Into the Future (Cont.)
New Tablet PC SDK Features for Windows XP
The Tablet PC SDK and its ability to make very complex tasks, such as handwriting recognition, ridiculously easy, has always been nothing short of amazing. Microsoft keeps pushing the limits with a recent Community Technology Preview (CTP), made available in September 2005. This version of the SDK targets the Windows XP-based Tablet PC operating system and it provides some amazing new features, particularly in the area of Ink recognition.
Tablet PCs will be available in new form factors, both larger and smaller than current devices.
The most exciting new feature is Ink Analysis, which is Ink recognition on steroids. Although simple Ink recognition is based on a collection of strokes, Ink Analysis takes a more sophisticated approach, applying both Ink recognition and Ink parsing at the same time. These two aspects are worthy of further explanation.
Ink recognition (or handwriting recognition) refers to the task of recognizing handwriting stored in individual strokes of Ink, and returning it as strings of text. Handwriting recognition is usually tied to a specific spoken language and culture.
Ink parsing refers to two further distinct tasks: Ink classification and layout analysis. Ink classification refers to the division of Ink and strokes into meaningful entities, such as words, lines, and paragraphs. It is also possible to designate certain areas of a larger recognition area, such as a title area in a notepad-style Inking area.
Layout analysis determines the position of Ink and how it relates spatially and semantically. For instance, layout analysis can determine that certain parts of a document are circled and connected to a paragraph, making it an annotation. This allows for advanced features, such as keeping annotations with a certain part of the document, even if the document is re-formatted.
Ink analysis also allows for shape recognition, a feature that was previously very difficult to implement. This feature can be used to recognize simple primitives, such as rectangles, circles, different types of triangles, trapezoids, and more (about a dozen, all in all). This ability is very useful as the basis for many non-text recognition models, such as the recognition of flow diagrams and the like. The provided default set of recognized shapes should handle many needs. Figures 1 and 2 show an example of Ink interpreted through Ink analysis and exported to MS Word. And there is an opportunity for third parties wanting to extend that default set.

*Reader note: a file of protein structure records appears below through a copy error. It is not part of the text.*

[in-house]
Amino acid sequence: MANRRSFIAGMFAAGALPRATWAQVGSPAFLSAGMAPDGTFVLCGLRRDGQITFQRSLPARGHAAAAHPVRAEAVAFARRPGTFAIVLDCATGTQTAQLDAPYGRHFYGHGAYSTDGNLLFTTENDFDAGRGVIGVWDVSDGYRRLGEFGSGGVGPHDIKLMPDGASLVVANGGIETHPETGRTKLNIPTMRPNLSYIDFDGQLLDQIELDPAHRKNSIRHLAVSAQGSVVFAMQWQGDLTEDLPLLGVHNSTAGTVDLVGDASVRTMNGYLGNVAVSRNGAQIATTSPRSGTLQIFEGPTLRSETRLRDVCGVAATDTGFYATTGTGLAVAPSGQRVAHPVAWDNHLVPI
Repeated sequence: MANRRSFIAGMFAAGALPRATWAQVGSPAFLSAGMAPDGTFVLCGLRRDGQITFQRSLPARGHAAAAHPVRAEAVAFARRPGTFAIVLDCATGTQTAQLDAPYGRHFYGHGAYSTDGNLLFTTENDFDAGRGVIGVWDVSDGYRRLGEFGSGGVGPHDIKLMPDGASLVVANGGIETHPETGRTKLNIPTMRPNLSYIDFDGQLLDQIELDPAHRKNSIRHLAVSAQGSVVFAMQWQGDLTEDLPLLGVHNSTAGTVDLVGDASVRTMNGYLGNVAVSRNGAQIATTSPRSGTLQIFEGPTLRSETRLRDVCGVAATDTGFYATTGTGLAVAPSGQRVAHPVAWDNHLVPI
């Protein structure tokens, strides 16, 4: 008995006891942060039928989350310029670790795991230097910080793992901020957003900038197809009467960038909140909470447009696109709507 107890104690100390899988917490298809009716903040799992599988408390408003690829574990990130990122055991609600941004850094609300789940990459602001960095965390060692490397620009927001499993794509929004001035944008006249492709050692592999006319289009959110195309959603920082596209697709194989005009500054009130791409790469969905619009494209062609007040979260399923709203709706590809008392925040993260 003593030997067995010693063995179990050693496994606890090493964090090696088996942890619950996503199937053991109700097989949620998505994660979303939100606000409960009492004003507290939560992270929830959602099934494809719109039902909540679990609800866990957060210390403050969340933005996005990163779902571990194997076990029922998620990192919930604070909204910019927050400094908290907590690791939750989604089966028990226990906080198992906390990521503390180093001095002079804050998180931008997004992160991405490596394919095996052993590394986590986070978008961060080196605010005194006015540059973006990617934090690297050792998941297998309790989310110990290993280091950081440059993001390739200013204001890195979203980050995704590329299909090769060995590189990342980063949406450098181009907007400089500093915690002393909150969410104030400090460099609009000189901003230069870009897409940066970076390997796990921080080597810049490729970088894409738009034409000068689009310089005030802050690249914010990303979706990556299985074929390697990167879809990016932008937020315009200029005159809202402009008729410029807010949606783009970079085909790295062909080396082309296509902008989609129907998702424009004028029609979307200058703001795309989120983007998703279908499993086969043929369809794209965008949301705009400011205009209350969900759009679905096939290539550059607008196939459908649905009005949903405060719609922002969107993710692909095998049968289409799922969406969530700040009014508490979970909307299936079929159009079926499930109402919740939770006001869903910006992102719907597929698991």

Figure 1: A sample application uses Ink Analysis to identify paragraphs, bulleted lists, and even graphical elements such as rectangles.
Figure 2: The ink content from Figure 1 has been interpreted and exported to MS Word with layout options and even drawings intact and semantically correct.
For some examples of what’s possible with Ink analysis, see the “Ink Recognition and Ink Analysis” article in this issue.
Another important new feature is the COM-based Real Time Stylus support. In previous releases of the SDK, the Real Time Stylus API was only available for managed developers. C++ developers, and other COM-based developers such as Visual Basic 6 developers, could only use interop to use the Real Time Stylus. This, of course, defeated one of the fundamental goals of the Real Time Stylus-performance-and has now changed with a native (COM-based) implementation of the Real Time Stylus API. (For more information on the Real Time Stylus, see the “Get Control and Performance with the Real Time Stylus API” article in this issue.)
Program Manager, Tablet PC, Microsoft Corporation
The Vista feature I am most excited about is Tablet Input Panel Auto Complete integration. By leveraging applications’ existing Auto Complete lists, this feature makes previously tedious tasks, such as entering a URL or e-mail address, a pleasure.
Corporate Vice Presiden, Mobile Platforms Division, Microsoft Corporation
The Tablet PC feature is being incorporated into more and more new mobile PCs every day. This trend exposes one of the greatest developer opportunities ever in the mobile PC space!
Development Lead, Mobile Platforms Division, Microsoft Corporation
The Tablet PC platform is now directly integrated with the Windows Presentation Foundation. Stylus is a peer-input device to mouse and keyboard, Ink rendering and persistence is built in, and InkCanvas exposes much of the Windows Journal functionality.